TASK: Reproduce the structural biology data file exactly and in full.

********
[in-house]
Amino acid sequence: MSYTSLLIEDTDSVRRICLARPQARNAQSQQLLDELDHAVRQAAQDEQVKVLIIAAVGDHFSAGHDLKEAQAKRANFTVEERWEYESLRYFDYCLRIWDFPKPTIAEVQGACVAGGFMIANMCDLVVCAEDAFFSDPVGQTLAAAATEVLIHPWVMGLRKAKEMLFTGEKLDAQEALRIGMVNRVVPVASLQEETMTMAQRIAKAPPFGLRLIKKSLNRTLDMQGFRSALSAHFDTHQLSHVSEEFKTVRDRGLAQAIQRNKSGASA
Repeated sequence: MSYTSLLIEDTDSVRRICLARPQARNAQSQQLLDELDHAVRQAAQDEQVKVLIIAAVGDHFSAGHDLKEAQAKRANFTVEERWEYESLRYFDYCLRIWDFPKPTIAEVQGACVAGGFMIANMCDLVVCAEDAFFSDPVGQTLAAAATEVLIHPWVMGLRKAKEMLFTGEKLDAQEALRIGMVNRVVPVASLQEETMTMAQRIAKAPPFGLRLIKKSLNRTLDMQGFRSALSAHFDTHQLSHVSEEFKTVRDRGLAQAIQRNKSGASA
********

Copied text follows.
[in-house]
Amino acid sequence: MSYTSLLIEDTDSVRRICLARPQARNAQSQQLLDELDHAVRQAAQDEQVKVLIIAAVGDHFSAGHDLKEAQAKRANFTVEERWEYESLRYFDYCLRIWDFPKPTIAEVQGACVAGGFMIANMCDLVVCAEDAFFSDPVGQTLAAAATEVLIHPWVMGLRKAKEMLFTGEKLDAQEALRIGMVNRVVPVASLQEETMTMAQRIAKAPPFGLRLIKKSLNRTLDMQGFRSALSAHFDTHQLSHVSEEFKTVRDRGLAQAIQRNKSGASA
Repeated sequence: MSYTSLLIEDTDSVRRICLARPQARNAQSQQLLDELDHAVRQAAQDEQVKVLIIAAVGDHFSAGHDLKEAQAKRANFTVEERWEYESLRYFDYCLRIWDFPKPTIAEVQGACVAGGFMIANMCDLVVCAEDAFFSDPVGQTLAAAATEVLIHPWVMGLRKAKEMLFTGEKLDAQEALRIGMVNRVVPVASLQEETMTMAQRIAKAPPFGLRLIKKSLNRTLDMQGFRSALSAHFDTHQLSHVSEEFKTVRDRGLAQAIQRNKSGASA